Lets leave the combat/non combat question at the door for a bit.
Its not really key to what I'm getting at.
I'm afraid I really fail to see this as much of a progression from the older Omani sword style. Flat, wider, shorter blades to longer, narrower fullered blades? Not much of a connection to my eyes...
See above - the Omani battle sword doesn't have many similarities. The Yemeni long hilts - lots of trade blades to be found in those...
If your point of view is that the straight sayf is directly related to the Omani battle sword - this makes no sense. The battle sword, at least all I've seen, don't have stamps. Why start on the dancing swords? It frankly makes no difference if the stamps are done locally or abroad - they are applied because they imply something. Quality usually, quality to be found in imported blades. Again, this is not a question of what is done now, it is a question of origins.
Your explanation provides no reasoning as to why stamps would start appearing on dance swords when they weren't on battle swords.
Unfortunately I have the exact same problems still as before. Moving from a flat, broad and unfullered blade to a long, more narrow fullered blade that happens to match up in profile with widely available European exports and have the application of blade stamps which weren't used on the older form (whether local or European in application makes no difference) plus the simultaneous uptake of European curved blades into the same hilt style... Quite a lot of coincidences to just discount I'd say...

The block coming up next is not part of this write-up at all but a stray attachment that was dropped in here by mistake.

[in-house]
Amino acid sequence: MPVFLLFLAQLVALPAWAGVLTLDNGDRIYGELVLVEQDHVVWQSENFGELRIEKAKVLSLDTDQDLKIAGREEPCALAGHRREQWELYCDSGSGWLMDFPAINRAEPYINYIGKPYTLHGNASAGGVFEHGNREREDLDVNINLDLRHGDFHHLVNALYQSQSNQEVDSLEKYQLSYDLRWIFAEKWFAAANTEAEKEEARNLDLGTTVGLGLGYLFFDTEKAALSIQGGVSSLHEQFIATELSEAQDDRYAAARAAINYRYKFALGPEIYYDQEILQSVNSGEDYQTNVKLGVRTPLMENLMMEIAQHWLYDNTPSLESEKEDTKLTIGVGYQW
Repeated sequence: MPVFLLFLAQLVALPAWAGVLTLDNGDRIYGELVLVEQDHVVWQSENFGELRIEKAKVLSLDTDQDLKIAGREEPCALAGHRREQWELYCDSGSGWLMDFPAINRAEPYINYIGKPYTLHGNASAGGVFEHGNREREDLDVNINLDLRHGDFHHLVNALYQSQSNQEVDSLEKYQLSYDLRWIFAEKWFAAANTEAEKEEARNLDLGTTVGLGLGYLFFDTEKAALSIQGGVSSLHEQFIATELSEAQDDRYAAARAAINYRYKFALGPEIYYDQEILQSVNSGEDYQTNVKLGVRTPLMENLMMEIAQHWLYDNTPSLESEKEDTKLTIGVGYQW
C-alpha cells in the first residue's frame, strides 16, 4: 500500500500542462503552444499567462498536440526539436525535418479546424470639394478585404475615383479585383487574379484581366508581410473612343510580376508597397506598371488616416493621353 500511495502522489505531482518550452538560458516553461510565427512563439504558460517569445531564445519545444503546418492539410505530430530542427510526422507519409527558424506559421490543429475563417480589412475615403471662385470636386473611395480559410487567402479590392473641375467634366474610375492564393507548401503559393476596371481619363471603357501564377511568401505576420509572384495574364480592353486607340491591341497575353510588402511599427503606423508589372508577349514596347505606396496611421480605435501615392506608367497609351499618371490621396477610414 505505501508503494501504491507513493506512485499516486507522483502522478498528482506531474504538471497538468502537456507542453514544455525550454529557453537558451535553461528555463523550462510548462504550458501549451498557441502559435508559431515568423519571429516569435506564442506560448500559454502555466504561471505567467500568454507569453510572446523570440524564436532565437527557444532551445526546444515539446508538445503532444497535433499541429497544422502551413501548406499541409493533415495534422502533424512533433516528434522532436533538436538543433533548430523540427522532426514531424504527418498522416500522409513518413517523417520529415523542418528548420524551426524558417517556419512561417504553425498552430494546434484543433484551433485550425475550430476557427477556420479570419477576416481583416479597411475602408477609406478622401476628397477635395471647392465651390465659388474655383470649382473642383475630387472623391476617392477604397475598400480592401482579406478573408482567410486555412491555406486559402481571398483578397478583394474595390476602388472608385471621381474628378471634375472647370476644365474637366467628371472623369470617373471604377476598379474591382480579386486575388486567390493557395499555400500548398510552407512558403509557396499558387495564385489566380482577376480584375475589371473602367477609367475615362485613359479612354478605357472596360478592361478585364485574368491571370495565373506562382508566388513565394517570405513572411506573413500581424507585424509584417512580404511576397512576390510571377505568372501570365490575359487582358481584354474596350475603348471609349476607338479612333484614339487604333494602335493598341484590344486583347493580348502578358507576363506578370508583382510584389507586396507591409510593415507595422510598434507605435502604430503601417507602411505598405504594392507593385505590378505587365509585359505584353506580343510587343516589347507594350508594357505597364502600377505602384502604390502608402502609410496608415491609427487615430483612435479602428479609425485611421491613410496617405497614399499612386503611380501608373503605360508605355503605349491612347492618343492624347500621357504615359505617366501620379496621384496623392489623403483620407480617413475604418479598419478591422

What drove the uptake of European trade blades in most regions of the world can be broken down into a few basic areas.
They were widely available, they were of excellent quality steel and the cost was proportional to the first two attributes. Symbolism and status are a natural follow on from the first attributes.
For me, there are still some broad gaps in the theory you've presented and I'll try to distill them once more in bullet form, really I think there are two points to focus on.
- The "coincidence" of triple fuller dance swords appearing at just about the time European trade blades of the same pattern are widely available
- The use of stamps in Oman, even if locally copied. These ONLY can be attributed to an experience of European blades lending attributes to the marks - such as an indication of quality. Otherwise there is no reason for them to be copied and applied.
I'll just try to make myself absolutely clear, this has nothing to do with dancing, pageantry, combat or non combat. It's simply a question of where the blade form came from - no matter what the modern iterations are.